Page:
Joan Collins: Profile
Actress Joan Collins has gone from Rank film starlet to dame in her long and glittering career in the spotlight.
The 81-year-old is renowned for her ageless glamour and dozens of roles including the powerfully bitchy Alexis Carrington in US soap Dynasty, which brought her international fame in the 1980s.
Born in London in 1933 and making her stage debut at the tender age of nine, Collins' road to stardom was paved a long time before her best-known small screen portrayal.
She was the daughter of a Jewish South African-born theatrical agent and made her way into the Royal Academy of Dramatic Art (Rada) at aged 17.
With her brunette locks and pale complexion, Collins was signed up by British film-makers Rank, and spent the first phase of her career as a young star with magnetic looks in a string of British cinema releases.
Her uncredited screen debut was in Lady Godiva Rides Again in 1951 as an entrant to a beauty contest, while Egyptian epic Land of the Pharaohs four years later grabbed her greater attention.
Collins' screen presence was noted, and later in the 1950s she landed a contract which took her to the bright lights of Hollywood, turning in performances alongside the likes of Paul Newman and Bing Crosby.
She won some recognition for her screen turns, but they were never likely to put her in contention for awards.
The actress's personal life became a bigger attraction for the tabloids over her decades in the limelight thanks to her five marriages, including to actor and singer Anthony Newley in the 1960s.
She took time out of her career to have two children with him, while starring in his ill-fated sexual romp Can Hieronymus Merkin Ever Forget Mercy Humppe and Find True Happiness? failed to bring the plaudits pouring in.
The dawn of the 1970s saw Collins' Hollywood star wane, appearing in a string of TV movies and making guest turns in shows including Space 1999, Starsky and Hutch and Tales of the Unexpected.
She also appeared in a memorable series of adverts with actor Leonard Rossiter which led to an alcoholic drenching on every occasion.
The galloping success of her raunchy novelist younger sister, Jackie, rubbed off on Joan during the decade, with vampish star turns in her blockbusters The Bitch and The Stud. They kept Collins on the map but were not critically applauded.
Speaking of her less than smooth career and personal life much later, Collins said: "I've had my share of hard knocks, but who said life was a bowl of cherries? More like a bowl of cherry pits."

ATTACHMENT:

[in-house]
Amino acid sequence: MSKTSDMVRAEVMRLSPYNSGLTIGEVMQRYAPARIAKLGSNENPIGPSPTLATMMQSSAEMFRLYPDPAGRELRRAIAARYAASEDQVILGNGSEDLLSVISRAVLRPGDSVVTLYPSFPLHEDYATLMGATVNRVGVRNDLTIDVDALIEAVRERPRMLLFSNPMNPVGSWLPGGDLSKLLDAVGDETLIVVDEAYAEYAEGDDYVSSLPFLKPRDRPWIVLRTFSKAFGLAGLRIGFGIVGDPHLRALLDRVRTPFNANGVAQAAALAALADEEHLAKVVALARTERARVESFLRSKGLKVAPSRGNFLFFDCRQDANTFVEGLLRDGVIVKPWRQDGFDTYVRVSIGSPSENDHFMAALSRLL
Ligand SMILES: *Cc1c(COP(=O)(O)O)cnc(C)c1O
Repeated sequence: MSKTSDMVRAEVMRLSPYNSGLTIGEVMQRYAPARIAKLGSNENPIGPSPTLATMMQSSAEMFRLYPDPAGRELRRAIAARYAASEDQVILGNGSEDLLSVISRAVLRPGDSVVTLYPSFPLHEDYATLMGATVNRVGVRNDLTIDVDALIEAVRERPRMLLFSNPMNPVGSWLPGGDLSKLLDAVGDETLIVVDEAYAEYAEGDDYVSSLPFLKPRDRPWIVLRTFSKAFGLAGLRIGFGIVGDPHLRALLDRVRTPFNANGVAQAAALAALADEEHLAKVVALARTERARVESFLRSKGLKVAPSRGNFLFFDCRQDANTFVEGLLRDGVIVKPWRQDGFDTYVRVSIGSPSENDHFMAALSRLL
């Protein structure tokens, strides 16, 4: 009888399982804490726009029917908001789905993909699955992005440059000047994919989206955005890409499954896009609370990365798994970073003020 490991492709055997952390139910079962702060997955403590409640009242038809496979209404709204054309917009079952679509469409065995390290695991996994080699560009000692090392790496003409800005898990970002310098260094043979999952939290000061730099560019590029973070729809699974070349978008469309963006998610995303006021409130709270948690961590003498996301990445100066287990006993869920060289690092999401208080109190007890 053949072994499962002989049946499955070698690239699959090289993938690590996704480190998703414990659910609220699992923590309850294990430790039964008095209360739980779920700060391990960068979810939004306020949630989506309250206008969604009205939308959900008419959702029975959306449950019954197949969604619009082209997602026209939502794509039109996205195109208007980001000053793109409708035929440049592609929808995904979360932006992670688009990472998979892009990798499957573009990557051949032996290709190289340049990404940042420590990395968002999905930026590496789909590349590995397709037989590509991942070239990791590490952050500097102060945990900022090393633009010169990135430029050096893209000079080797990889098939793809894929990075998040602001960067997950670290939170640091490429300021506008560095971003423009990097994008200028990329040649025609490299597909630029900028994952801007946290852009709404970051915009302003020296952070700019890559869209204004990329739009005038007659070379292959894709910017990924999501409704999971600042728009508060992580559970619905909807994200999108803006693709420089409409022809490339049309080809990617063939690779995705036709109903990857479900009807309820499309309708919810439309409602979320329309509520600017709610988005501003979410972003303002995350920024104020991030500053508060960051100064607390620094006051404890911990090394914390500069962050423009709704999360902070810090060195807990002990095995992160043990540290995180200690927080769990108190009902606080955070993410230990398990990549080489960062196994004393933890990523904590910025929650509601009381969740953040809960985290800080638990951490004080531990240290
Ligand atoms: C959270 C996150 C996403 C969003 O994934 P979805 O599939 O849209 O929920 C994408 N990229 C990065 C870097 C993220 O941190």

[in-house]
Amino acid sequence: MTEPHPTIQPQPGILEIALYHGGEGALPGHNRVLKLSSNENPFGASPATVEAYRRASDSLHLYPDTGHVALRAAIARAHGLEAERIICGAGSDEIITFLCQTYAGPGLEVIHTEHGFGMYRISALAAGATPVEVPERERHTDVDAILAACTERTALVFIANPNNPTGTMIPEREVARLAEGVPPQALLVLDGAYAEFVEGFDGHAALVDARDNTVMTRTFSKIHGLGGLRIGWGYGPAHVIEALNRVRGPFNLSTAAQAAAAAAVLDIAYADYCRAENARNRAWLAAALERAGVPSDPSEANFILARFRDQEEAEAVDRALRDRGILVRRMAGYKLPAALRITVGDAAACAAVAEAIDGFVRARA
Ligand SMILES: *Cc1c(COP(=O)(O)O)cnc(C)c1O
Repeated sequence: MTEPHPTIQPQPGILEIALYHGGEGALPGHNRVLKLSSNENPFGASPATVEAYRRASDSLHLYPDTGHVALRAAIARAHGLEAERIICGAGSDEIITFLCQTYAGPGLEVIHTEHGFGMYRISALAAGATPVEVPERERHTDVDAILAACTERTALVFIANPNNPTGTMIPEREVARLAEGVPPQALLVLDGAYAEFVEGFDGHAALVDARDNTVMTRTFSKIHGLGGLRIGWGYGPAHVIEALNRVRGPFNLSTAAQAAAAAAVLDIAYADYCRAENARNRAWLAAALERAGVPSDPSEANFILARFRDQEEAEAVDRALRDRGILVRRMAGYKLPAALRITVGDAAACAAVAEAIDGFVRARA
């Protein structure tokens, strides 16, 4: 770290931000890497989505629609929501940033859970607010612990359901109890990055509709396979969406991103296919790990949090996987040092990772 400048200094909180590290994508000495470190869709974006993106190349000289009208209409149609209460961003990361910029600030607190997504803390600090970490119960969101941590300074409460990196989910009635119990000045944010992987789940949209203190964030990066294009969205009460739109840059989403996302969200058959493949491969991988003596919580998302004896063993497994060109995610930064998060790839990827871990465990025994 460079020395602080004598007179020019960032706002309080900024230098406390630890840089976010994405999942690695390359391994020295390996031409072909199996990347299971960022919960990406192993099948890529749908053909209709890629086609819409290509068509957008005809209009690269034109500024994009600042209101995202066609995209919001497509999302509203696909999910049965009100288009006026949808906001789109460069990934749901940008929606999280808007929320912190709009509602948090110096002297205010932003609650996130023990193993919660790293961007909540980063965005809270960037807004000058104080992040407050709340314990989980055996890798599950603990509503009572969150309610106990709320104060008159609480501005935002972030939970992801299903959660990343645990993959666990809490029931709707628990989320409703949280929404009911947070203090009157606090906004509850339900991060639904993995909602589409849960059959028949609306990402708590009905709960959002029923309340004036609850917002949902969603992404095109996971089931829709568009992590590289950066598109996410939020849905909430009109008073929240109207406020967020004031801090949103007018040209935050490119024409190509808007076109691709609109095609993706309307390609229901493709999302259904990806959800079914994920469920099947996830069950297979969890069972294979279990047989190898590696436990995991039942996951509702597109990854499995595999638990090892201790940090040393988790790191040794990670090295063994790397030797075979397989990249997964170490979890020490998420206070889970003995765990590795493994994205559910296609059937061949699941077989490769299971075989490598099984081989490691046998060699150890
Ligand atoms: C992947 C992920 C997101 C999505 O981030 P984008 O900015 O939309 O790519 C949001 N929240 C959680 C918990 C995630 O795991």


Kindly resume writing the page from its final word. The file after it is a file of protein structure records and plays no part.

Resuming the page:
But it was in 1981 that Collins landed arguably the role of her career, reportedly after superstars Sophia Loren and Elizabeth Taylor had knocked it back.
US soap Dynasty was flagging in its second season, and Collins' arrival as arch-schemer Alexis Carrington Colby, dripping in furs and with her champagne and caviar lifestyle, helped to turn the series into a huge hit.
It was her bitter rivalry with her ex-husband's new wife Crystal - often leading to messy catfights - that drew audiences to the saga of power and shoulder-padded intrigue.
The role secured six Golden Globe nominations for the actress, and a precious win in 1983.
Collins became the highest-paid star on the show along with John Forsythe, but was absent from a number of the final season's episodes as producers could not afford her fee, which she later branded "appalling".
The soap came to a protracted end in 1989, while the cast - including Collins - reunited two years later to tie up a number of loose plotlines.
In the 1990s, Collins took up the pen like her younger sister, writing a series of memoirs, novels and glamour guides. It involved a legal wrangle with publishing house Random House in which she was accused of breaching her contract. The courts found in Collins' favour.
She also returned to the stage in Private Lives on both Broadway and the West End, and in recent years has staged a series of one-woman shows looking back on her life and experiences.
While she remains an instantly recognisable figure, her later screen work has been a clutch of memorable appearances in TV shows such as Hotel Babylon, Footballers' Wives and Benidorm and never repeated the highs of Dynasty.
She was made an OBE in the 1997 honours list in recognition of her work in the arts and for charity.
Collins' charity work - which gains her an appointment as a DBE - extends to the support of children with learning disabilities, the NSPCC and breast cancer research. She also acts as honorary president of Rada Associates, a nod to where her career was fostered in the early days.
The octogenarian maintains a reputation for a look which never seems to falter and her much younger husband of more than a decade - which she says is partly responsible for her energy and evergreen appearance.
Her mantra is: "Lots of laughter, hard work, never get too thin or too fat and a husband 32 years younger."